The limit of the resolution of the positive in diffusion transfer integral film is primarily due to the lateral diffusion of dye which is inherent to the development of an image within a diffusion transfer integral film. In one type of integral film, a pod within the film unit is ruptured, after exposure, and reagent is forced between the surfaces of a negative and an image receiving layer, forming a new stratum comprising white pigment, opacifying dyes, alkali, water, and polymeric thickener. In exposed areas of the film unit, the silver halide functions so as to immobilize the associated image dye. In unexposed areas of the film unit, mobile image dye migrates through the overlying layers of the negative and through the pigmented reagent layer to reach the image receiving layer where it is mordanted and immobilized.

Some of the mobile image dye does not migrate from locations in the negative, directly onto corresponding locations in the image receiving layer, but instead laterally diffuses through the negative and the reagent layer onto locations in the image receiving layer that are not orthogonal with their initial locations in the negative. This results in the positive having a reduced resolution and one that is substantially lower than the resolution associated with the negative.

The positive is then viewed through a transparent polyester support by light reflected from the white pigment layer while the higher resolution negative remains obscured behind an opaque support layer. Accordingly, copies of the positive have a lower resolution when compared with the resolution of the negative.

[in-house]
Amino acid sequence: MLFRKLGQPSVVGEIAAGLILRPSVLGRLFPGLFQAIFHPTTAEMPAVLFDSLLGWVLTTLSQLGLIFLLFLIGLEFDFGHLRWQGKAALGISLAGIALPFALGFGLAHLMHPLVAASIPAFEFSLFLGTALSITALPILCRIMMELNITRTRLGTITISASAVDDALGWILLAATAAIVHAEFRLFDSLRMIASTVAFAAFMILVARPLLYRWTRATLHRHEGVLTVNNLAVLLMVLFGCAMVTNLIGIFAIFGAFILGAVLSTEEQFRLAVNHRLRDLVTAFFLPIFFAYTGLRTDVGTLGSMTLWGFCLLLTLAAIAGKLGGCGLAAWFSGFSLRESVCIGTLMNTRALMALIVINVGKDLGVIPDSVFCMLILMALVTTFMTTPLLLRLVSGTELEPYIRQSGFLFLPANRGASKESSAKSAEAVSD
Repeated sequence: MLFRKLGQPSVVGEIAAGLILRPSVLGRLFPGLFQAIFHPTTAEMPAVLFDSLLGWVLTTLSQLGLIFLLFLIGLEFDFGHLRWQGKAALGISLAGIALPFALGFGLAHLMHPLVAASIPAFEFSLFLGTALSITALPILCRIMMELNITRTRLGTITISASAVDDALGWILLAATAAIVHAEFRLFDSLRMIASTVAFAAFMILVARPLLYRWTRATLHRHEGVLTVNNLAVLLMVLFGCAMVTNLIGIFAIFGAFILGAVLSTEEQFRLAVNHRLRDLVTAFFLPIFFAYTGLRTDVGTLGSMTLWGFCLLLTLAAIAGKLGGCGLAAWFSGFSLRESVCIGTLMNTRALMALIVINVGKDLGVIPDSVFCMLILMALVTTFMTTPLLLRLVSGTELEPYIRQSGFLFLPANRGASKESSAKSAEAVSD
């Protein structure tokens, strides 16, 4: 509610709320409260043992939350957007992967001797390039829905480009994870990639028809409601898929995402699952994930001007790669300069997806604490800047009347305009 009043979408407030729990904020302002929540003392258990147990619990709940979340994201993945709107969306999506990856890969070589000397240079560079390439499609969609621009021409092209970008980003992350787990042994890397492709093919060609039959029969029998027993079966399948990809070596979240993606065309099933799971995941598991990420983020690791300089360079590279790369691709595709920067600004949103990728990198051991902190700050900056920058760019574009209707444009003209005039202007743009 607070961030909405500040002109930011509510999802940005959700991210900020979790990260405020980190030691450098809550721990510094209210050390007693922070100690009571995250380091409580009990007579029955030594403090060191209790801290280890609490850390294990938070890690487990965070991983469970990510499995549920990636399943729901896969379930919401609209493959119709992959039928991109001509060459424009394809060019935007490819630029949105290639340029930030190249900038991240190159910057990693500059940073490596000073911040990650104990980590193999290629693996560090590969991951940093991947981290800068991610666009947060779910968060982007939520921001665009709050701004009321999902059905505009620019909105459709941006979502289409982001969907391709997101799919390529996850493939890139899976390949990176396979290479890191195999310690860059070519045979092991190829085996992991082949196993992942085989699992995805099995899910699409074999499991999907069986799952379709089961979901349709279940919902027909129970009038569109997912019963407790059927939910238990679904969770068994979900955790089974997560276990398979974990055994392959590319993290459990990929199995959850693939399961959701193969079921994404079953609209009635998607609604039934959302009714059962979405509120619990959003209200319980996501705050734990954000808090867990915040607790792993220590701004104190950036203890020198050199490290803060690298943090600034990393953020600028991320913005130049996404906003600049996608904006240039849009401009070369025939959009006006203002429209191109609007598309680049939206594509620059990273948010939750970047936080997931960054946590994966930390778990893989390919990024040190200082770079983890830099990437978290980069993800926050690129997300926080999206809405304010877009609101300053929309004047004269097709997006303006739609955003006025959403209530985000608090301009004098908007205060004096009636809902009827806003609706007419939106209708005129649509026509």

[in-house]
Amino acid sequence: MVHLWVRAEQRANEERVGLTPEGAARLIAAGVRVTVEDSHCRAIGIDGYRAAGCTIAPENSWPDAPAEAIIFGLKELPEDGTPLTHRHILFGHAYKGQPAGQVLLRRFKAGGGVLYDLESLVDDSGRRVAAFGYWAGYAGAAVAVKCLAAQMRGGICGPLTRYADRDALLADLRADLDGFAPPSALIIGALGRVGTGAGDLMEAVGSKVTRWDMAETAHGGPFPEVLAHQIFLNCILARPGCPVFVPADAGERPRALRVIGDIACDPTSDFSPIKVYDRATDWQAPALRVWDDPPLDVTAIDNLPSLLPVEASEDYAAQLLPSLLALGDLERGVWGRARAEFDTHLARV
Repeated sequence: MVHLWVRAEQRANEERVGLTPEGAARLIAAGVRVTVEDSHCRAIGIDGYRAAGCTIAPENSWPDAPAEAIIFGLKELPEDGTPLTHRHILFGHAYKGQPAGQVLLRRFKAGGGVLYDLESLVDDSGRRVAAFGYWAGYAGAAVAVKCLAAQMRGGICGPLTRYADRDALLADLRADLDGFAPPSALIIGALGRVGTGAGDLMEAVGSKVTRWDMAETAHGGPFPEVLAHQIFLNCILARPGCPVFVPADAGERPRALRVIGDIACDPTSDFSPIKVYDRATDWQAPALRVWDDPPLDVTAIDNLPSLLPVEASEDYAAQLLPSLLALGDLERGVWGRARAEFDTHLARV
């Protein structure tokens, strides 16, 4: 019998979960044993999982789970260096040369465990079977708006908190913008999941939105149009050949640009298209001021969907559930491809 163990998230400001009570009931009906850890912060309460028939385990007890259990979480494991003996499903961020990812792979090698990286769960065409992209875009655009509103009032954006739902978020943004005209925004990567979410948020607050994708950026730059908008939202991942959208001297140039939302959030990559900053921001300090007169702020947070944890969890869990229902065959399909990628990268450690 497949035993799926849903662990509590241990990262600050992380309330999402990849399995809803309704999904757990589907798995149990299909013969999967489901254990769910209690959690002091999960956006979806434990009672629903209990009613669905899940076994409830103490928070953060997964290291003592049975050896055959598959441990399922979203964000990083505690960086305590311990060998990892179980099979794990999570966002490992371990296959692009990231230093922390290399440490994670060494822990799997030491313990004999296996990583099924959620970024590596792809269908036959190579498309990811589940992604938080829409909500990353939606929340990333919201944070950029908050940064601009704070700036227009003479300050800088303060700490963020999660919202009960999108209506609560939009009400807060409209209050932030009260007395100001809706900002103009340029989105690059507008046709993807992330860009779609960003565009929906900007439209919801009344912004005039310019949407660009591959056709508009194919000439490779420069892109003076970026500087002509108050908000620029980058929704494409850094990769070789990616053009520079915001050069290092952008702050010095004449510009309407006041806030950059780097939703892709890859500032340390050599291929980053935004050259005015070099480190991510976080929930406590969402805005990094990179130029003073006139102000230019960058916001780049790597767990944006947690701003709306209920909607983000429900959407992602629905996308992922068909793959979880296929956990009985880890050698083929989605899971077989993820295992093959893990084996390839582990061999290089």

SUMMARY OF THE INVENTION

With the foregoing in mind, it is an object of the present invention to use the high resolution negative within a color diffusion transfer integral film unit to obtain improved copies of the positive.

It is a further object of the present invention to provide a method of scanning the negative and the positive in the diffusion transfer integral film unit mentioned above so as to produce copies using the luminance characteristics of the image of the negative and the chrominance characteristics and the luminance characteristics of the image of the positive.

It is yet another object of the present invention to provide an apparatus for scanning the negative and the positive in the diffusion transfer integral film unit mentioned above so as to produce copies using the luminance characteristics of the image of the negative and the luminance characteristics and the chrominance characteristics of the image of the positive.

According to this invention, the foregoing objects may be achieved by a diffusion transfer integral film unit that includes a filter means. The filter means allows for the transmission of incident light to the silver halide emulsion layers in a select range of wavelengths other than the select range of wavelengths to which the silver halide emulsion layers are sensitive and blocks the transmission of light to the silver halide emulsion layers in the wavelengths to which the silver halide emulsion layers are sensitive. The filter means may be disposed in different locations depending on the type of diffusion transfer integral film unit. If the diffusion transfer integral film unit is of the type that is exposed and viewed on the same surface, the filter means is disposed within a photosensitive element. Otherwise, if the diffusion transfer integral film unit is of the type that is exposed on one surface and viewed on an opposite surface, the filter means is disposed in the processing composition.